It’s Time to Retire ROSE Testing


Reading time ( words)

For decades now, the electronics industry has had a growing need to understand the impacts of chemical residues on PCB and PCBA reliability. Residues left from flux and other process chemistries can potentially lead to premature failure of assemblies once in the field. Understanding where such residues originate and their impact on product function is paramount to mitigating product failures due to cleanliness issues. One tool that has been used for decades to evaluate printed board and assembly cleanliness has been the resistivity of solvent extract (ROSE) test.

The ROSE test was developed in the early 1970s by the Naval Avionics Warfare Center in Indianapolis, Indiana. The early test used a squeeze bottle containing a solvent comprised of 75% 2-propanol and 25% deionized water (75/25). The surface of an assembly was rinsed with the 75/25 mixture and any material (e.g., flux) easily soluble in the mixture was dissolved and captured in a beaker. The resistivity of the captured solution was measured, and the result was expressed in terms of sodium chloride equivalents (NaCl eq.). Later versions of the test were automated and a 10.06 microgram (μg) of NaCl eq./in2 (1.56 μg of NaCl eq./cm2) limit was eventually ascribed to the test. That limit became enshrined in various military specifications, such as MIL-P-28809 and WS-6536 and eventually became the industry pass/fail standard. The limit persists today and is used across a wide base of material sets, from bare boards to assemblies to components.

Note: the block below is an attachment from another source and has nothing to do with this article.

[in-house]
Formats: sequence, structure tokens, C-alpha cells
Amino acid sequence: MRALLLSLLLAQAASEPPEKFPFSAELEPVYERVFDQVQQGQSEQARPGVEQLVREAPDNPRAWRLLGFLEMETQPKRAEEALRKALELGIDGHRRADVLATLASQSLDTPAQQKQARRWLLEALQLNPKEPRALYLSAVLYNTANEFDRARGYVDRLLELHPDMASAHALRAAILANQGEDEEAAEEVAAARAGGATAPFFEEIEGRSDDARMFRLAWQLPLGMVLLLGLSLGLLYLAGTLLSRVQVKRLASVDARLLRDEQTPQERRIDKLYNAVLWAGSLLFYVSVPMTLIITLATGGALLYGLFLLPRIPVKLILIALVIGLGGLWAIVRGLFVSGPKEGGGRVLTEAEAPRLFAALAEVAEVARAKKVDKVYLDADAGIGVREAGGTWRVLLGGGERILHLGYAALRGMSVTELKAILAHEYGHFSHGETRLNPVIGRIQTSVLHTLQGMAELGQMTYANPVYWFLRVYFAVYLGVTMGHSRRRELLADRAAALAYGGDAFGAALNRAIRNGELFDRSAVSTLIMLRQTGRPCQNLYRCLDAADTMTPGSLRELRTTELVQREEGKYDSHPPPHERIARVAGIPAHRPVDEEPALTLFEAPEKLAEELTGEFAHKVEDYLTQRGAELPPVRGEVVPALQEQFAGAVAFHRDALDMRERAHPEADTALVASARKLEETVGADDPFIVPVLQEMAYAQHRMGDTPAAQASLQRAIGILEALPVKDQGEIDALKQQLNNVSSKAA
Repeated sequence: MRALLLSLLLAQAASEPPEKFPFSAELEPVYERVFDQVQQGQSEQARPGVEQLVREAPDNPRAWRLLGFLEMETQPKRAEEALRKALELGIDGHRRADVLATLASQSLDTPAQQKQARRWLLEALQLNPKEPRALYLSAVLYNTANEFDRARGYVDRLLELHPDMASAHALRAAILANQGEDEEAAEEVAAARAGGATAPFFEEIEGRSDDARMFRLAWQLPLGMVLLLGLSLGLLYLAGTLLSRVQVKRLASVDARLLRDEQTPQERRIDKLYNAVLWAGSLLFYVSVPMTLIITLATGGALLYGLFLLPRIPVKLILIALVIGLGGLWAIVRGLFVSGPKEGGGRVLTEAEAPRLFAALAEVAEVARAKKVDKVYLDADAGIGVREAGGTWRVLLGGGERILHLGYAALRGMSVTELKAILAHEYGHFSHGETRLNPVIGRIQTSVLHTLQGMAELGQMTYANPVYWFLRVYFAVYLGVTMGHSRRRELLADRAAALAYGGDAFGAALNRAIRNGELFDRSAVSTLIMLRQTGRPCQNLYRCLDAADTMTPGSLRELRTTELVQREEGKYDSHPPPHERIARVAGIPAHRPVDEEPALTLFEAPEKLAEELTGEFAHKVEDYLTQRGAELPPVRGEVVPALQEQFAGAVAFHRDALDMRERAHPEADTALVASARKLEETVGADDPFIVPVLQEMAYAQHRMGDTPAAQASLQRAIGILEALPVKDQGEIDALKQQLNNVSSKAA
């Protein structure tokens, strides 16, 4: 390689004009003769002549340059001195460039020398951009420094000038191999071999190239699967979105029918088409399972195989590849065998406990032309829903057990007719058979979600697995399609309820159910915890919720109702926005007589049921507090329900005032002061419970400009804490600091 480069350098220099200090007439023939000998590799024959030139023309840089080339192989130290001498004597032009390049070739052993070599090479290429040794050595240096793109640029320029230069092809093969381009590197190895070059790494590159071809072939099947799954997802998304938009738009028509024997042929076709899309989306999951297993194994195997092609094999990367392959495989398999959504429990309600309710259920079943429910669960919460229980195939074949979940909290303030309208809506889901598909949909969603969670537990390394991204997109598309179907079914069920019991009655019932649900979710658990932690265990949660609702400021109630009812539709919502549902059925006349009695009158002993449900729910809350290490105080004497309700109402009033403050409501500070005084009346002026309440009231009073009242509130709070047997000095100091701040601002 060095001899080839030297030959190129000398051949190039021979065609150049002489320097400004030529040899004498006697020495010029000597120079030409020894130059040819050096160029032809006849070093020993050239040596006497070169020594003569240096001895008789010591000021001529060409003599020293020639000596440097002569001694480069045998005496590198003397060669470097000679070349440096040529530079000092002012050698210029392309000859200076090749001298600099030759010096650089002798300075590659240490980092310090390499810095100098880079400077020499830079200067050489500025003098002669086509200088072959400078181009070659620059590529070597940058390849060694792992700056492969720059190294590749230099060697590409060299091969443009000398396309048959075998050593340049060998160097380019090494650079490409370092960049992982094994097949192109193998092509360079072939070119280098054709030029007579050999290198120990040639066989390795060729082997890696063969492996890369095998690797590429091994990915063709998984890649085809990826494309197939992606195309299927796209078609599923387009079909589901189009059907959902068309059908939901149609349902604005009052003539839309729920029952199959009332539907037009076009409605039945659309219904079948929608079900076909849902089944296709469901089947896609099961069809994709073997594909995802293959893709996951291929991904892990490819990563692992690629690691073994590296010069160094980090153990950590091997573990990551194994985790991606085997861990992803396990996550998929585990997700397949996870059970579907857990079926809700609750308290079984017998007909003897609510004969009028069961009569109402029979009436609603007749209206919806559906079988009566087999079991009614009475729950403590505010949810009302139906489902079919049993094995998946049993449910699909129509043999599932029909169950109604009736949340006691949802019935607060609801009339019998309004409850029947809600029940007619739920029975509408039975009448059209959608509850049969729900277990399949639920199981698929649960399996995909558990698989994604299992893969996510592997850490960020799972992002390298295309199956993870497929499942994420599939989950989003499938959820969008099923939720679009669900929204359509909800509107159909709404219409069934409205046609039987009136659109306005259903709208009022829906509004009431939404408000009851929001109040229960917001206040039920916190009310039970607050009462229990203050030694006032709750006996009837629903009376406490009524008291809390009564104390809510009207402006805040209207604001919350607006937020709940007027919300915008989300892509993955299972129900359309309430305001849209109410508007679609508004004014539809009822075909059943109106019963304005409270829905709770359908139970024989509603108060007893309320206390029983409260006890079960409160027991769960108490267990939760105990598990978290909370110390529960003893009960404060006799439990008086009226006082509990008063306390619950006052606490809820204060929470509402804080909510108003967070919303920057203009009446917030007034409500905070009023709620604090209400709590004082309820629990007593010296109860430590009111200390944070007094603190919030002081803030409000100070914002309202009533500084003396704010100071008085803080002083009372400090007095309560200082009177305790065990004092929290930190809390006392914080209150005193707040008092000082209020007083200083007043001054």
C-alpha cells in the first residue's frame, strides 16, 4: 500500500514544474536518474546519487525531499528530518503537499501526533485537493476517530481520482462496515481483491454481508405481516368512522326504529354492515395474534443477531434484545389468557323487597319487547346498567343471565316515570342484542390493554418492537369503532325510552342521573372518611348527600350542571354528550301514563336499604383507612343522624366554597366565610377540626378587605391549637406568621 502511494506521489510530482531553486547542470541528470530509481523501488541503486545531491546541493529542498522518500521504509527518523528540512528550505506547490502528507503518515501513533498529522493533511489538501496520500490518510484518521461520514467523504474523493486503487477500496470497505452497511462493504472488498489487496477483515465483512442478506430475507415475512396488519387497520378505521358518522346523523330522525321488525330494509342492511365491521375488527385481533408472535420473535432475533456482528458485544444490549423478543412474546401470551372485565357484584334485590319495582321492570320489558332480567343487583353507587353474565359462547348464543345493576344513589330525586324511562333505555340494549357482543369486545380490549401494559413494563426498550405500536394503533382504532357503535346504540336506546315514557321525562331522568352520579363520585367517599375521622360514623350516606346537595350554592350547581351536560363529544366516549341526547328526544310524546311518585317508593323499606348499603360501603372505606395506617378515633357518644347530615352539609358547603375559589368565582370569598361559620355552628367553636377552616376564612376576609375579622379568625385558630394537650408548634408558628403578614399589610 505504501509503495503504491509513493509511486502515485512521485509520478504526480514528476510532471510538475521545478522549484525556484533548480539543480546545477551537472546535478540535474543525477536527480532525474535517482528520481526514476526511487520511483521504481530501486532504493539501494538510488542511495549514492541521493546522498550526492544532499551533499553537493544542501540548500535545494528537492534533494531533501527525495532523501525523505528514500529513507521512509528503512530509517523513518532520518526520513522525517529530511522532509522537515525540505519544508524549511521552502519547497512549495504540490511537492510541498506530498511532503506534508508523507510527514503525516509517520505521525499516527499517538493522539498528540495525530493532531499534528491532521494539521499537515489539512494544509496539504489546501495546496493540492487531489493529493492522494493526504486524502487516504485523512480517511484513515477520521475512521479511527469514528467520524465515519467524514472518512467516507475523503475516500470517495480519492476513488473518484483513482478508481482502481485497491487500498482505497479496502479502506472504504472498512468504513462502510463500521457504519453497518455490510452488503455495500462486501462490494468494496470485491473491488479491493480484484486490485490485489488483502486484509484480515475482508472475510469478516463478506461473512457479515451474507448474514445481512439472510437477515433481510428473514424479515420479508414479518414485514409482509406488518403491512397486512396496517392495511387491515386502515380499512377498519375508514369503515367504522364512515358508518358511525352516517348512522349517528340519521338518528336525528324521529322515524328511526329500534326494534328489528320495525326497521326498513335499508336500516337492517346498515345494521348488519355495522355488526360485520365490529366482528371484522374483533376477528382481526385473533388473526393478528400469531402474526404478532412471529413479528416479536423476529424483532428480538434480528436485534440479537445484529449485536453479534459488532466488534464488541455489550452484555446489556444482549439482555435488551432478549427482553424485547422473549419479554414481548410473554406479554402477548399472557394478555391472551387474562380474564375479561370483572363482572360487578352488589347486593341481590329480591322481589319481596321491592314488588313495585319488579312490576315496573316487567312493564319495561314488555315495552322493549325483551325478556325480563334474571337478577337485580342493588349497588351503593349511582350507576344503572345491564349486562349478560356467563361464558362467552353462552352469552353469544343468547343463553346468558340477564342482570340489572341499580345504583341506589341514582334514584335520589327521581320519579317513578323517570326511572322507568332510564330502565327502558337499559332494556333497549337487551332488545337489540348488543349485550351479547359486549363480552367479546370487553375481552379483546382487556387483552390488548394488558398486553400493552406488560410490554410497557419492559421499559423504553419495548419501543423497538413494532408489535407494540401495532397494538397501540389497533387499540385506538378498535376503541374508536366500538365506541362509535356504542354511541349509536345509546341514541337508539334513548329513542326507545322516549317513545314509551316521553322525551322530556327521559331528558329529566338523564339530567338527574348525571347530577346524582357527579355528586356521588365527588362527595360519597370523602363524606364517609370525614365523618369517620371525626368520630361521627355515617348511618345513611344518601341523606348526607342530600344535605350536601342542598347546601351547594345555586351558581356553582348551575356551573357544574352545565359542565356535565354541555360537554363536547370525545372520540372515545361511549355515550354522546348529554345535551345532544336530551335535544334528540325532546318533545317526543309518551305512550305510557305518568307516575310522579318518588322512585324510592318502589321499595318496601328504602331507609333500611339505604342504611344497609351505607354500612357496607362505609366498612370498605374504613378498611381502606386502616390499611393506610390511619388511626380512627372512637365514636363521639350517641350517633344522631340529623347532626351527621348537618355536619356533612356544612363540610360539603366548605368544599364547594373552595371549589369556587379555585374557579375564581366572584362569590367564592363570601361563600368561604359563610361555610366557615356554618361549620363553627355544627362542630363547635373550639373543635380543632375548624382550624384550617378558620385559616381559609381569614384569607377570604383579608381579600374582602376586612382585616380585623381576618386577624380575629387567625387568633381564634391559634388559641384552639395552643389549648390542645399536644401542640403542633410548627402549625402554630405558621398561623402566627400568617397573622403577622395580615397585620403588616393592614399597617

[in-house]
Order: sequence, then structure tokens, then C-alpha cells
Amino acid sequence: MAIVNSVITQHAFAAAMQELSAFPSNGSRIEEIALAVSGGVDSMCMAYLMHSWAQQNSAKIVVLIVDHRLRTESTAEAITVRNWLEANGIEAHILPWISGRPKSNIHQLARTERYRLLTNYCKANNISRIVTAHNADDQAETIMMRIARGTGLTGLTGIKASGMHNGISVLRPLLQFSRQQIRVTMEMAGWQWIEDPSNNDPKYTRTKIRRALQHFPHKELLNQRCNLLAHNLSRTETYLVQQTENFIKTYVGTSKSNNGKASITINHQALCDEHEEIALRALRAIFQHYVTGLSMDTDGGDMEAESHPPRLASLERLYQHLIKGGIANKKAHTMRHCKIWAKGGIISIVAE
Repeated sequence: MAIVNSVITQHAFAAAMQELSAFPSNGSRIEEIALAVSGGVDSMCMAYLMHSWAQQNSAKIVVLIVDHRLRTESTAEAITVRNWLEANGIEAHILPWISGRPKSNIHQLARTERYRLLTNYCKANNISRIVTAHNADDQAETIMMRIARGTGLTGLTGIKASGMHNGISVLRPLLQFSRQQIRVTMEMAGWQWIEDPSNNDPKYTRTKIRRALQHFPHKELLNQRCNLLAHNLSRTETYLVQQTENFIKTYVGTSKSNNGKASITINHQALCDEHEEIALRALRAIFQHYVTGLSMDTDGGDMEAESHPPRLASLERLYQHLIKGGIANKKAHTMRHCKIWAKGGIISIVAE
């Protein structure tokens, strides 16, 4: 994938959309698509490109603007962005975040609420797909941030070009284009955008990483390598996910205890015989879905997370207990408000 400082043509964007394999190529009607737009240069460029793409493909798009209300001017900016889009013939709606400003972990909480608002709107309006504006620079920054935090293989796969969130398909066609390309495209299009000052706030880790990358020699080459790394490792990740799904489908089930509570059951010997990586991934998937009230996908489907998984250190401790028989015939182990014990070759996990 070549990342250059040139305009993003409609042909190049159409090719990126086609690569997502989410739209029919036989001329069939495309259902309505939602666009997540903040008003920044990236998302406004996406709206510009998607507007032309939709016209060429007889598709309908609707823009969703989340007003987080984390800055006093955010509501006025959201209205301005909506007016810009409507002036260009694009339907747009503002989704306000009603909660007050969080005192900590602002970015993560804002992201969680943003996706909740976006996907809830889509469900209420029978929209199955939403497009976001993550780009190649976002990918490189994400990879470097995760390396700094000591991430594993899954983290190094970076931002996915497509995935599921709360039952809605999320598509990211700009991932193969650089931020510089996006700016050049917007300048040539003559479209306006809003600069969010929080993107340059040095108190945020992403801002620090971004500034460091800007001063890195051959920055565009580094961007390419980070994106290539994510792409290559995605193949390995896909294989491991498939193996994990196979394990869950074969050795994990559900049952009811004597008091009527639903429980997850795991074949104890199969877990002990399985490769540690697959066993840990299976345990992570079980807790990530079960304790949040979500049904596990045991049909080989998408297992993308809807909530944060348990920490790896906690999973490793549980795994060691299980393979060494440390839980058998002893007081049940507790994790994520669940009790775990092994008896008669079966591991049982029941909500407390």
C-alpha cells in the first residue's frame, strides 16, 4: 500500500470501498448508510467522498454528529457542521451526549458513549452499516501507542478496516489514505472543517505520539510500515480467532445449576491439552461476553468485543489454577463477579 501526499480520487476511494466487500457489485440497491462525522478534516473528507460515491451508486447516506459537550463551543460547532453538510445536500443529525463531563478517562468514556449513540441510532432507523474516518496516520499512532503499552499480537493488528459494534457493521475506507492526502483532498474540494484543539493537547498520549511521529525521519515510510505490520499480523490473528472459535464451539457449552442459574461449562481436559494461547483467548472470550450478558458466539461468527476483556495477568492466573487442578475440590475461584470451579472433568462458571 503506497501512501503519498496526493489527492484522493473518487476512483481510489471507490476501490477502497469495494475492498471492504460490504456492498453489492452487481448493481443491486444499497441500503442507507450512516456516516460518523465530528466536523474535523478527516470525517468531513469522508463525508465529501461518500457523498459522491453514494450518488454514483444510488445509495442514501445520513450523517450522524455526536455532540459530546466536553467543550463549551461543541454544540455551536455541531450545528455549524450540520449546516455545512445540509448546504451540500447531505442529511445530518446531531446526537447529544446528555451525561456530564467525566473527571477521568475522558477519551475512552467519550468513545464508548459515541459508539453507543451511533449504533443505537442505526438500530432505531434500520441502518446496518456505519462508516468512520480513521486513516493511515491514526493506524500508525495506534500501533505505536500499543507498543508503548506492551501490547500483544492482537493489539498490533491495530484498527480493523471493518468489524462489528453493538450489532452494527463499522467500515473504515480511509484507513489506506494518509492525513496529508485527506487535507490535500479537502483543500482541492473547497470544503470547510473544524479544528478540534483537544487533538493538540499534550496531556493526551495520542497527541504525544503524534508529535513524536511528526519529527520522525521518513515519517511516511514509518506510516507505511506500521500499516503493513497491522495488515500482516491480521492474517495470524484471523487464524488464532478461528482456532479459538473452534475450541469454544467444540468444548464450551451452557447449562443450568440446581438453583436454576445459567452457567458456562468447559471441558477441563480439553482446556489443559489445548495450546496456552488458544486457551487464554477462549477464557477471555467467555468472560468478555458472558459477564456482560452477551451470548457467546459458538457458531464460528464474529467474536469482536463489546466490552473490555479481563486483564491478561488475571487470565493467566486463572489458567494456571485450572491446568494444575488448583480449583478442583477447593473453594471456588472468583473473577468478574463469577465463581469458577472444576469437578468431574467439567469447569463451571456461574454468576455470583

Over the last two to three years, there has been considerable discussion within various IPC committees about the role of the ROSE test in today’s assembly environment. The transition from predominantly water wash processes to “no clean” has meant the advent of very different flux compositions. The question has been posed—on numerous occasions, we might add—as to whether the ROSE test is still a viable option for evaluating PCB and PCBA cleanliness. There have essentially been two camps of thought on the subject: those who want to continue using the test and re-invent it as a process control tool and those that think the test has run its useful course.

To update the test, IPC’s J-STD-001 committee commissioned a subgroup of users and subject matter experts to determine if there was a best-practices use that would bolster its continued application. Two conclusions were reached by that subgroup. First, the ROSE test should no longer be referred to as a cleanliness test, but as a process control tool. This was a reasonable conclusion since ROSE was never meant for cleanliness as industry had defined it. Second, users of the test must provide objective evidence, aside from just ROSE alone, to show that their manufacturing process is in control. More information about what the subgroup defined as “objective” evidence can be found in IPC-WP-019.